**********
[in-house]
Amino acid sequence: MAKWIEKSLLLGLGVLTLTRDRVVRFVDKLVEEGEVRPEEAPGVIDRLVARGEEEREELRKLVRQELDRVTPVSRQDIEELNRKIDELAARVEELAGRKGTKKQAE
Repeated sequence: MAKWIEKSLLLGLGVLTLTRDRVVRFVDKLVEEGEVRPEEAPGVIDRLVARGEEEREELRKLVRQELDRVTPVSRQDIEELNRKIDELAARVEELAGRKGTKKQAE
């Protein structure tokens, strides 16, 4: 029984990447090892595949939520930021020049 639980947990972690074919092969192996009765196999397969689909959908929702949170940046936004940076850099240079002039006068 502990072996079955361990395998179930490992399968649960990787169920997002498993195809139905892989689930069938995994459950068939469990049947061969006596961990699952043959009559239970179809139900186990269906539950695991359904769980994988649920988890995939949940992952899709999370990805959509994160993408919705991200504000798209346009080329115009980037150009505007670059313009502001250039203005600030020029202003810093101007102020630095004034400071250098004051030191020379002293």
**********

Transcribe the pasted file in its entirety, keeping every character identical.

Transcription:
[in-house]
Amino acid sequence: MAKWIEKSLLLGLGVLTLTRDRVVRFVDKLVEEGEVRPEEAPGVIDRLVARGEEEREELRKLVRQELDRVTPVSRQDIEELNRKIDELAARVEELAGRKGTKKQAE
Repeated sequence: MAKWIEKSLLLGLGVLTLTRDRVVRFVDKLVEEGEVRPEEAPGVIDRLVARGEEEREELRKLVRQELDRVTPVSRQDIEELNRKIDELAARVEELAGRKGTKKQAE
């Protein structure tokens, strides 16, 4: 029984990447090892595949939520930021020049 639980947990972690074919092969192996009765196999397969689909959908929702949170940046936004940076850099240079002039006068 502990072996079955361990395998179930490992399968649960990787169920997002498993195809139905892989689930069938995994459950068939469990049947061969006596961990699952043959009559239970179809139900186990269906539950695991359904769980994988649920988890995939949940992952899709999370990805959509994160993408919705991200504000798209346009080329115009980037150009505007670059313009502001250039203005600030020029202003810093101007102020630095004034400071250098004051030191020379002293």